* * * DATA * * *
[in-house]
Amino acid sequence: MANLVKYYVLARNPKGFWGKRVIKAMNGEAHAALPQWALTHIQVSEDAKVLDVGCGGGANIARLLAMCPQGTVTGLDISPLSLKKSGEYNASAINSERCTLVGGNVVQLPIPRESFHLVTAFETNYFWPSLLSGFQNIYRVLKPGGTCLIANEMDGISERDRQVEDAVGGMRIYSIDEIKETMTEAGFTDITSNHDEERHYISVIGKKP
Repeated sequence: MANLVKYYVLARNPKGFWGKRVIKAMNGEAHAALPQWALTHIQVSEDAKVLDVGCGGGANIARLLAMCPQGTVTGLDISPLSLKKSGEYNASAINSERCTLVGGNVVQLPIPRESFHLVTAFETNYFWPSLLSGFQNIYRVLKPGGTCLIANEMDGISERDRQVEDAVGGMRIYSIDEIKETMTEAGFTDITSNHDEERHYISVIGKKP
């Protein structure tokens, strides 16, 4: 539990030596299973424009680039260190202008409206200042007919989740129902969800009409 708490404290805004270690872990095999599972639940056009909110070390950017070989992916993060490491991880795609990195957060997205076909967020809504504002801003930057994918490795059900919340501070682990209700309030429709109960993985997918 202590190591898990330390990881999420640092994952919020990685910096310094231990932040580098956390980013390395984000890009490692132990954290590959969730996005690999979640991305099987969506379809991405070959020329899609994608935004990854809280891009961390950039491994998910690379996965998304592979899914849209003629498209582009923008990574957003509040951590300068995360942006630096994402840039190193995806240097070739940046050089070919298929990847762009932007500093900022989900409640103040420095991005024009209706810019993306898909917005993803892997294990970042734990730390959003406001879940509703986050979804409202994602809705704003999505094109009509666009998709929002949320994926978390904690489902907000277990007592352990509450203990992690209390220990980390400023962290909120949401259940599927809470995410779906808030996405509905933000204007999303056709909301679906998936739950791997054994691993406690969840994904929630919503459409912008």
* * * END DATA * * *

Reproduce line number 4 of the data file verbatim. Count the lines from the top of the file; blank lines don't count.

């Protein structure tokens, strides 16, 4: 539990030596299973424009680039260190202008409206200042007919989740129902969800009409 708490404290805004270690872990095999599972639940056009909110070390950017070989992916993060490491991880795609990195957060997205076909967020809504504002801003930057994918490795059900919340501070682990209700309030429709109960993985997918 202590190591898990330390990881999420640092994952919020990685910096310094231990932040580098956390980013390395984000890009490692132990954290590959969730996005690999979640991305099987969506379809991405070959020329899609994608935004990854809280891009961390950039491994998910690379996965998304592979899914849209003629498209582009923008990574957003509040951590300068995360942006630096994402840039190193995806240097070739940046050089070919298929990847762009932007500093900022989900409640103040420095991005024009209706810019993306898909917005993803892997294990970042734990730390959003406001879940509703986050979804409202994602809705704003999505094109009509666009998709929002949320994926978390904690489902907000277990007592352990509450203990992690209390220990980390400023962290909120949401259940599927809470995410779906808030996405509905933000204007999303056709909301679906998936739950791997054994691993406690969840994904929630919503459409912008």